– Characters first. This third film in the series is proof of the major payoff that supplanted enough weight in emotional registry and audience investment, thanks to the evolution of this growing group of characters who bonded as a family. Thankfully, this film also supplies the strongest antagonist of the entire series, harvesting enough uncertainty in the unfolding of this long distance journey to prove why 3 is only a number. There’s a constant reminder of previous plots and predicaments each time you see a particular character, giving respect and reminder to the past, while building them closer to the future that has inevitably awaited them all this time. We, just like the characters, have grown with this series, and that reflection benefits us in ways that pays off tenfold to the story, structure, and the world that Deblois helped create.

– The equal balance of tonal territory from musical composer John Powell. The music itself in the film envelopes these tense scenes of action and expedition with an evening of dream and devastation that give the scenes it accompanies an audibly reflective roar that channels more emotion than words ever could. Deblois has such confidence in Powell that he removes any kind of distraction in the form of dialogue or on-set sound design from intruding. For a few exceptionally long takes on this wild ride, Powell’s orchestral influence is all that we the audience hear, and it almost makes every first line that follows after it release this air of disappointment that snaps us out of the impressive partnership of sight and sound that enhances the artistic merit for the film.

– A big name behind every corner. Aside from Baruchel’s captaining, which has been a star-making turn for the leading man, the work of big name presences like Blanchett, Butler, Jonah Hill, Kit Harrington, Kristen Wiig, Christopher Mintz-Plasse, America Ferrera, and Craig Ferguson preserves a velvet rope where only the biggest are invited. I left out F. Murray Abraham for a reason, and that’s because as Grimmel, the film’s prime antagonist, the sun turns back and allows us to focus on the greatness that is Abraham one more time. Grimmel isn’t the villain you come to understand, but the one you fear for his sense of purpose that prove some dark days are ahead for these dragons. The film has no problem tapdancing on our devotion to Toothless, and it allows Abraham the ability to shine under his most sinister.

– Smooth fluidity in the pacing. At 97 minutes, this film is the quickest of the three movies in the series, but its runtime is only a metaphor for the movement through the three act structure that flows so breezy that I wouldn’t have been angry with another twenty minutes to better flesh out some of the supporting cast. Because of this light runtime and the benefit of watching a movie that knows and delivers to its audience, we get as easy of a sit as you’re going to find, and what’s more convincing is that it’s one that the whole family can enjoy.

– Finality with the ending. There is no hint at a fourth film, nor is there unanswered questions left that leave us searching for more breadcrumbs on the path to closure. What does emerge is an ending that is every bit satisfying as it is reflective, as sentimental as it is responsible, and as poignant as it is heartwarming. After three great films, it’s tough to say that I wouldn’t want to see more from this franchise, but for me there has never been a series that has had three near equally great films in its clutches, therefore the weight associated with goodbye has never felt as therapeutic as it has here. We can say that this is a film that never had a single bad installment. How often does that happen in any franchise?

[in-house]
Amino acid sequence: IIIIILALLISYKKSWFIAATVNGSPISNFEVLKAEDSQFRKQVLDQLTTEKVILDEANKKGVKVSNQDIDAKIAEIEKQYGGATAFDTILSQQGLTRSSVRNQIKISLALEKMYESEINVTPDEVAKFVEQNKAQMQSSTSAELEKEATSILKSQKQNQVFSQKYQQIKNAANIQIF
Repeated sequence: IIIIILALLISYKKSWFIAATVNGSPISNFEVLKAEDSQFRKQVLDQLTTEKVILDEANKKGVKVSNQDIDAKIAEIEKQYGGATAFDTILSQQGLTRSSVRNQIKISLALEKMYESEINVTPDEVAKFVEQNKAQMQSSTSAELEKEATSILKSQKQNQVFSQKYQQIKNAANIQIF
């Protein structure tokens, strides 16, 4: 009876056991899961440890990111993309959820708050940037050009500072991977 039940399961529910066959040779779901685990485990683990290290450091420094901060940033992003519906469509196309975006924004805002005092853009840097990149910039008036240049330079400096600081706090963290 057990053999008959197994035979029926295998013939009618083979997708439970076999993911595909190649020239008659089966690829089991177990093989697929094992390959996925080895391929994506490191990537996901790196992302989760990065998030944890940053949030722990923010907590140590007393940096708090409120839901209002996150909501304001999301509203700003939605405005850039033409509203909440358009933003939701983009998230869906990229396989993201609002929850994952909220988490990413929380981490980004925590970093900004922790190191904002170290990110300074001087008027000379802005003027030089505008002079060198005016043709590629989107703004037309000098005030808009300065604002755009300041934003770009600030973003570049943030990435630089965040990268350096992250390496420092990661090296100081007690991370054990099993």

NEGATIVES

– No arcs in the way of supporting characters. The biggest negative for me are these friends from Hiccup’s past, present, and future, who serve as nothing more than props to the focus of this particular narrative. There’s very little focus or mention of them in anything that doesn’t involve Hiccup or any of the other dragons, and that’s a bit of a letdown considering they all were pivotal pieces to the franchise at one point or another. This gives the film a reminder of it having too many characters and not enough for all of them to do, and if your favorite character is someone other than Hiccup, this will challenge you in ways that you weren’t expecting.

– While I enjoyed the structure and motivation for Grimmel as an antagonist, the film unfortunately falls into the hole of conventionalism, as every choice the character makes only hinders the ideas in his plan. For instance, there is an attack in the film by Grimmel’s army, where they more than make their presence felt, and despite this he refuses to land the crushing blow for any reason other than the convenience of plot. This doesn’t exactly spoil the ending of the movie, but it does meander some of the menace to Grimmel that made you believe in the power of his punch, and I wish there were better ways the film could’ve exploited prolonging the conflict for reasons that aren’t as obvious.

My Score: 8/10 or B+

Mary Queen of Scots

Directed By Josie Rourke

Starring – Saorise Ronan, Margot Robbie, Jack Lowden

The Plot – Explores the turbulent life of the charismatic Mary Stuart (Ronan). Queen of France at 16 and widowed at 18, Mary defies pressure to remarry. Instead, she returns to her native Scotland to reclaim her rightful throne. But Scotland and England fall under the rule of the compelling Elizabeth I (Robbie). Each young Queen beholds her “sister” in fear and fascination. Rivals in power and in love, and female regents in a masculine world, the two must decide how to play the game of marriage versus independence. Determined to rule as much more than a figurehead, Mary asserts her claim to the English throne, threatening Elizabeth’s sovereignty. Betrayal, rebellion, and conspiracies within each court imperil both thrones and change the course of history.